Pacific health officials are attending too many meetings in return for aid and not enough time "doing their jobs", a policy expert says.
Researchers and policymakers from across the region have gathered for a two-day Australasian aid conference in Canberra.
Co-speaker Joel Negin, senior lecturer in international health at the University of Sydney, said the conference has heard how the high volume of meetings in the Pacific were placing a huge burden on health departments.
"A permanent secretary or a health officer in some of the smaller Pacific Island countries are being invited to meetings every few weeks," he told the ABC.
"Some of them are spending 50 per cent of their time overseas, at legitimately valuable meetings.
"But it means that they're out of the office more than half the time which means they are not on the ground working with partners, working out in the provinces doing their jobs.
"And that's not a situation that suits either side of the spectrum."
Australia is the largest donor in the Pacific Islands region, with $196.9 million put aside for its Pacific aid program in 2014/2015.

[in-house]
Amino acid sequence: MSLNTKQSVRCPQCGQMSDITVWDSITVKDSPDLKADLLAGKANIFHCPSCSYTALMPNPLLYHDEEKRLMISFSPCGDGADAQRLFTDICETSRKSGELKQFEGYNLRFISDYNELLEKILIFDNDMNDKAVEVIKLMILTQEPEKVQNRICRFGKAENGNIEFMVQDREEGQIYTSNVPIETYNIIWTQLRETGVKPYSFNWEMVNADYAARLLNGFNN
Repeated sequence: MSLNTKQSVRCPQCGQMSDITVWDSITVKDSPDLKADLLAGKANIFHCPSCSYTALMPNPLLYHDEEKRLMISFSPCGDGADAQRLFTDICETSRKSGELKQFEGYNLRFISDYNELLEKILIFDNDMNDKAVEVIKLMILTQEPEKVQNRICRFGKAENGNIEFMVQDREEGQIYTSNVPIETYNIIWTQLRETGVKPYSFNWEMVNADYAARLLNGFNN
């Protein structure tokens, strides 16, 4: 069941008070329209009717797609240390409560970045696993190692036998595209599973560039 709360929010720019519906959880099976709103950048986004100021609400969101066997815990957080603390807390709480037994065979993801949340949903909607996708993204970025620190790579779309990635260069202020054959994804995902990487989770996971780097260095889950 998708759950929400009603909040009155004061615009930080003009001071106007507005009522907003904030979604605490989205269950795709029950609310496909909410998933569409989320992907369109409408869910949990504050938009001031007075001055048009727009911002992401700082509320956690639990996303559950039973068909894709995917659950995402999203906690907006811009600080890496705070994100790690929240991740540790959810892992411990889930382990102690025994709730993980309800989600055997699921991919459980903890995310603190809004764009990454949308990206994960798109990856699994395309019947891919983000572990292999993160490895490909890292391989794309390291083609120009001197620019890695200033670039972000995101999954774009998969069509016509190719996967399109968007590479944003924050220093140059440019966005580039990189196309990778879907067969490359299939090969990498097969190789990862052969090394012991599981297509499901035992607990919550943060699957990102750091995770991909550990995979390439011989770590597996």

Coordinated efforts needed in 'crowded' Pacific
Professor Negin said governments and health bodies needed to look at ways of reducing the size of the aid architecture to improve services in the region.
"In the Pacific it's crowded," he said.
"There are more than 200-300 international organisations, NGOs, WHO, UNICEF all acting in the health space globally, and a lot of those are also active in the Pacific.
"So you have lots of people often doing the same thing in very small countries, and that leads to huge fragmentation and complexity.
"The fragmentation has led to people competing over funding, competing for attention as opposed to working together for the betterment of health."
There were also the risks of unnecessary focus on certain issues or duplication of services, Professor Negin said.
"In the Pacific there are probably six or seven different organisations all working on HIV in the region, even though there is a fairly low burden of HIV," he said.
"Another example is from Solomon Islands where malaria is of course a priority issue, you have Rotary International, Global Fund, the Australian and Japanese aid agencies, the Solomon Islands government, you have some NGOs all working in malaria.
"And you would think that they would all be sitting at table together coordinating what they are doing, but of course that's not quite the case."
- Australian Broadcasting Corporation
- © ABC